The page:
By the mid-1930s, the great centrifuge of Indian politics was almost fully operational and large and small assertions of identity arose that were all oriented towards better representation and more of a say in their own affairs. Some, like the Pakistan Movement, ended in partition; some like the Dravidian Movement made space for themselves within a post-colonial Indian mainstream. After 1947, in India, this has taken the form of state re-organisation; reservations in public sector jobs; reservations for entrance into educational institutions; reserved constituencies for scheduled castes, among others.

Positive discrimination is intended always to be a remedial measure; it is meant to become redundant as a result of its own working. However, in India, the scale of the problem that has to be corrected, the half-hearted investment in social development and the short-sighted leadership of the political elite have combined to make quotas a desirable, even fungible, political good.

In 1979, the Morarji Desai government set up the Mandal Commission with a mandate to consider the extension of quotas and identify appropriate beneficiaries. The Mandal Commission recommended extending reservations to other backward classes (OBCs) to the order of 49.5%. Every party committed to implementing the recommendations, but when the V P Singh government announced its intention of doing so, north India witnessed student protests on an entirely unexpected scale, including several incidents of self-immolation. This was in contrast to states like Tamil Nadu and Maharashtra where social reform movements fought to open up social, economic and political access to previously excluded castes and classes. If Jyotiba Phule, Shahu Maharaj and B R Ambedkar pushed back the barriers in Maharashtra, the Justice Party leadership, Periyar’s Self-Respect Movement and its successors, the Dravida parties, did the same in Tamil Nadu.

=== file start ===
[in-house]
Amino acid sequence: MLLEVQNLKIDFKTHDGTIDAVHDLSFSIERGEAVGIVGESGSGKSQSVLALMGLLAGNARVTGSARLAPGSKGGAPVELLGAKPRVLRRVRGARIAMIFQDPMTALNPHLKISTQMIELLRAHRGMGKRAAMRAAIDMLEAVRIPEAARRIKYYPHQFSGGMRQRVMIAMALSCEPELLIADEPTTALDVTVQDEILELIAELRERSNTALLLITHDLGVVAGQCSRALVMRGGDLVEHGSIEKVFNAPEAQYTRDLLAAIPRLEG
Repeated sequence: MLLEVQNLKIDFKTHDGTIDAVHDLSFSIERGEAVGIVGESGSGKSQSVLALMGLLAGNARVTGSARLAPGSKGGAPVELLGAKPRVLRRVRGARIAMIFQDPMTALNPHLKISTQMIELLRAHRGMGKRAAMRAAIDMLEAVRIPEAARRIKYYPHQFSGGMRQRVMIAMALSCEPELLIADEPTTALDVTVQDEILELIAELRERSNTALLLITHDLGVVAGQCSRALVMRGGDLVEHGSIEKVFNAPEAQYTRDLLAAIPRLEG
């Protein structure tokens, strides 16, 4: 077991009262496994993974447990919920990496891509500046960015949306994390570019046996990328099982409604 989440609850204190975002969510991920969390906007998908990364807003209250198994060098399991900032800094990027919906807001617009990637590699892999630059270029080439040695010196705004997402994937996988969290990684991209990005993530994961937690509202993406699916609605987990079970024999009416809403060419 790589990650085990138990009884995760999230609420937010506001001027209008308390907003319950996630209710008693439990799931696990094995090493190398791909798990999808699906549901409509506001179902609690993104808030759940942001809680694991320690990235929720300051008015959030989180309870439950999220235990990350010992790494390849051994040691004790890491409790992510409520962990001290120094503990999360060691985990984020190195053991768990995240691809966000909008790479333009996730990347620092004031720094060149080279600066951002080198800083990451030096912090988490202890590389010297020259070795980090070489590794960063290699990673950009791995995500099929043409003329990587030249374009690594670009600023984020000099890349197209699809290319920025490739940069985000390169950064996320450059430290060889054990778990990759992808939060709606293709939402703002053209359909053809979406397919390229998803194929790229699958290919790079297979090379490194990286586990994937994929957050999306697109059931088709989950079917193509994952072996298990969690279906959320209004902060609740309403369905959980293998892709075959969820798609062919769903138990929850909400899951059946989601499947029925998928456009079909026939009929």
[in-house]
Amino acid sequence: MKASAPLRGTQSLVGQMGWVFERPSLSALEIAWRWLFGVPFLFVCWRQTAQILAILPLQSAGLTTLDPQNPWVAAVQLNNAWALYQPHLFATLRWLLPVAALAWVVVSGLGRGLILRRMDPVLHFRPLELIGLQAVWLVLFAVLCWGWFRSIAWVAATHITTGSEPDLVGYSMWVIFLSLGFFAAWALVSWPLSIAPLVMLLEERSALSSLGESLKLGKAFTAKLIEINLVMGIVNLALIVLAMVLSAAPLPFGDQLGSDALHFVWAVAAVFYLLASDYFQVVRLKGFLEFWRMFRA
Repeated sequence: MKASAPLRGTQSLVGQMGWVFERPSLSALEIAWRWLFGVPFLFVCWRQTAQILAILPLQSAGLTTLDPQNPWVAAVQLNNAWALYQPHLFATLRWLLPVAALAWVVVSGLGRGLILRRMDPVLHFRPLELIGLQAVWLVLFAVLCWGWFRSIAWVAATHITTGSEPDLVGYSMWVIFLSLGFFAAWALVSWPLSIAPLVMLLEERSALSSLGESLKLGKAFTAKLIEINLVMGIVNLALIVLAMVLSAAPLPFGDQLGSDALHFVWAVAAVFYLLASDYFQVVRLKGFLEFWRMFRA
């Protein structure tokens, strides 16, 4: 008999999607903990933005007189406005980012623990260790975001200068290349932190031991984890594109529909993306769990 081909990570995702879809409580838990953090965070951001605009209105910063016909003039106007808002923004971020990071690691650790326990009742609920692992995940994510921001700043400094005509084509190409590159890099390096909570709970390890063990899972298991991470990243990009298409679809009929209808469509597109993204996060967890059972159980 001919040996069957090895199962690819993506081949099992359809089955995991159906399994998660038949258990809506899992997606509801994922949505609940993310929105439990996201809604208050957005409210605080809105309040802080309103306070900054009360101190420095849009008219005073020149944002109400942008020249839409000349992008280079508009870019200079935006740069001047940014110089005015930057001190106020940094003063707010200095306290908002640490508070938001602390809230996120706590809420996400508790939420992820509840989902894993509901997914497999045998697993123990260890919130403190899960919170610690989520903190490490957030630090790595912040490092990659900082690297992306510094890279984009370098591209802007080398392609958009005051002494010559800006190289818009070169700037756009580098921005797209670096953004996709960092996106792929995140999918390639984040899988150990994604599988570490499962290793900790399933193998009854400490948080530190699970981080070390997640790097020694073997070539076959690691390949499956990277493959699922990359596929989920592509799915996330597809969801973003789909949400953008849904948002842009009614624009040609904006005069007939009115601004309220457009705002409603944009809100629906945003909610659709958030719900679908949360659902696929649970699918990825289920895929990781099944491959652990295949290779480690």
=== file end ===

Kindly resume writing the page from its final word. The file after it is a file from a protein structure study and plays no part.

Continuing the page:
Reservations based on caste have acquired the accordion quality of the caste system itself, with castes fighting to prove their backwardness as a way of gaining exclusive access to jobs and political opportunities. There is a push towards expanding the quota system to include more and more groups. On the other hand, in parts of India where social movements have not already brought about attitudinal and power shifts, each push to expand is countered by resistance which is sometimes violent. Tinkering with reservations has become our substitute for building a social infrastructure and enlarging the pie so everyone has more.

Gender hardly blends in with the other flammable ingredients in this cauldron — caste and religious identity, particularly. It cuts across all the other categories for which there are reservations in India, from the children of freedom fighters to army veterans. Little wonder that even in a polity used to an endless stream of demands for inclusion in quota lists, the reservation of seats for women in Parliament touches an especially raw nerve.

Global perspectives

India is far from being the first country in the world, or even South Asia, to adopt quotas. In the interest of bringing more women into mainstream democratic politics, almost 60 countries around the world have experimented with quotas. There are as many permutations of quota systems as there are contexts in which they work — from Angola to South Korea to Slovenia to Uzbekistan (1).

First, we can differentiate quotas on the basis of whether they are mandated by law, either in the constitution or through simple legislation, or whether they have been adopted voluntarily by political parties.